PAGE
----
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Development of Religion and Thought in Ancient Egypt, by James Henry Breasted, [1912], at

p. xxi




Nature and the State Make Their Impression on Religion—Earliest Systems


Natural sources of the content of Egyptian religion chiefly two: the sun and the Nile or vegetation—The Sun-myth and the Solar theology—The national state makes its impression on religion—Re the Sun-god becomes the state god of Egypt—Osiris and his nature: he was Nile or the soil and the vegetation fructified by it—The Osiris-myth—Its early rise in the Delta and migration to Upper Egypt—Correlation of Solar and Osirian myths—Early appropriation of the Set-Horus feud by the Osirian myth—Solar group of nine divinities (Ennead) headed by the Sun-god early devised by the priests of Heliopolis—Early intimations of pantheism in Memphite theology—The first philosophico-religious system—Its world limited to Egypt.






Life after Death—The Sojourn in the Tomb—Death Makes Its Impression on Religion


(Period: earliest times to 25th century B.C.)


Earliest Egyptian thought revealed in mortuary practices—The conception of a person: ka (or protecting genius), body and soul—Reconstitution of personality after death—Maintenance of the dead in the tomb—Tomb-building—Earliest royal tombs—Tombs of the nobles—Earliest embalmment and burial—Royal aid in mortuary equipment—Tomb endowment—Origin of the pyramid, greatest symbol of the Sun-god—The pyramid and its buildings—Its dedication and protection—Its endowment, ritual, and maintenance—Inevitable decay of the pyramid—Survival of death a matter of material equipment.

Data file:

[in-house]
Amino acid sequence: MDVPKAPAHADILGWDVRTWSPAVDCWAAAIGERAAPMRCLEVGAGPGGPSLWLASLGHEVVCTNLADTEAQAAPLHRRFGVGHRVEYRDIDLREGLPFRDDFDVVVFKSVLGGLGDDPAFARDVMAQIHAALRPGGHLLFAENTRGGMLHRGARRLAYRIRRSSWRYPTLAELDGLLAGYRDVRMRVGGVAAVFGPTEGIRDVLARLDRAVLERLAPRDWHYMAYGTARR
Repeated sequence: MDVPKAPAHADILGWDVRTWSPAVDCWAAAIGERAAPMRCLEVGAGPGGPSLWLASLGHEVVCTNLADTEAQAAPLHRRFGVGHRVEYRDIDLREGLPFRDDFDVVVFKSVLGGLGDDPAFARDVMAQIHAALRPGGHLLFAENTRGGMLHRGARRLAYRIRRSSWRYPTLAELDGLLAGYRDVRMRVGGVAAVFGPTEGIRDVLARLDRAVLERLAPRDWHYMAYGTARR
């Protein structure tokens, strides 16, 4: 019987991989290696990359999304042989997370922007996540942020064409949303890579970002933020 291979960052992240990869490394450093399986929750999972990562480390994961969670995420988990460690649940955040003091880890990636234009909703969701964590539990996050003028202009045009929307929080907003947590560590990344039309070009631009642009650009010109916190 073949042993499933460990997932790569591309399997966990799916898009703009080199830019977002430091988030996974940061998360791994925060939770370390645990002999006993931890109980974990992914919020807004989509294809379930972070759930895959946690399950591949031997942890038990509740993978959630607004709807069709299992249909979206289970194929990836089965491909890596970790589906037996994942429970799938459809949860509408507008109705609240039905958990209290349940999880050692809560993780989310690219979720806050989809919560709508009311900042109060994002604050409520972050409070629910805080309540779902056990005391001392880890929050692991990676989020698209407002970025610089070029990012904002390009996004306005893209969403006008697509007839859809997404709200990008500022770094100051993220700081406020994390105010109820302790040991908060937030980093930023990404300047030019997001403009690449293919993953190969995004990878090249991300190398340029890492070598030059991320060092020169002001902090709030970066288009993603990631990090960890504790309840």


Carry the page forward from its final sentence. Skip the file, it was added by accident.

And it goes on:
Realms of the Dead—The Pyramid Texts—The Ascent to the Sky


(Period: 30th to 25th century B.C.)


The Pyramid Texts—The oldest chapter in the intellectual history of man—Earliest fragments before 3400 B.C.—Pyramid Texts represent a p. xxii period of a thousand years ending in 25th century B.C.—Their purpose to ensure the king felicity hereafter—Their reflection of the life of the age—Their dominant note protest against death—Content sixfold: (1) Funerary and mortuary ritual; (2) Magical charms; (3) Ancient ritual of worship; (4) Ancient religious hymns; (5) Fragments of old myths; (6) Prayers on behalf of the king—Haphazard arrangement—Literary form: parallelism of members—Occasional display of real literary quality—Method of employment—The sojourn of the dead in a distant place—The prominence of the east of the sky—The Stellar and Solar hereafter—The ascent to the sky.






Realms of the Dead—The Earliest Celestial Hereafter


(Period: 30th to 25th century B.C.)


Reception of the Pharaoh by the Sun-god—Association with the Sun-god—Identification with the Sun-god—The Pharaoh a cosmic figure superior to the Sun-god—Fellowship with the gods—Pharaoh devours the gods—The Pharaoh's food—The Island of the Tree of Life—The Pharaoh's protection against his enemies—Celestial felicity of the Pharaoh—Solar contrasted with Osirian hereafter—Earliest struggle of a state theology and a popular faith.






The Osirianization of the Hereafter


(Period: 30th to 25th century B.C.)


Osirian myth foreign to the celestial hereafter—Osiris not at first friendly to the dead—Osirian kingdom not celestial but subterranean—Filial piety of Horus and the Osirian hereafter—Identity of the dead Pharaoh and Osiris—Osiris gains a celestial hereafter—Osirianization of the Pyramid Texts—Conflict between state and popular religion—Traces of the process in the Pyramid Texts—Fusion of Solar and Osirian hereafter.






Emergence of the Moral Sense—Moral Worthiness and the Hereafter—Scepticism and the Problem of Suffering


(29th century to 18th century B.C.)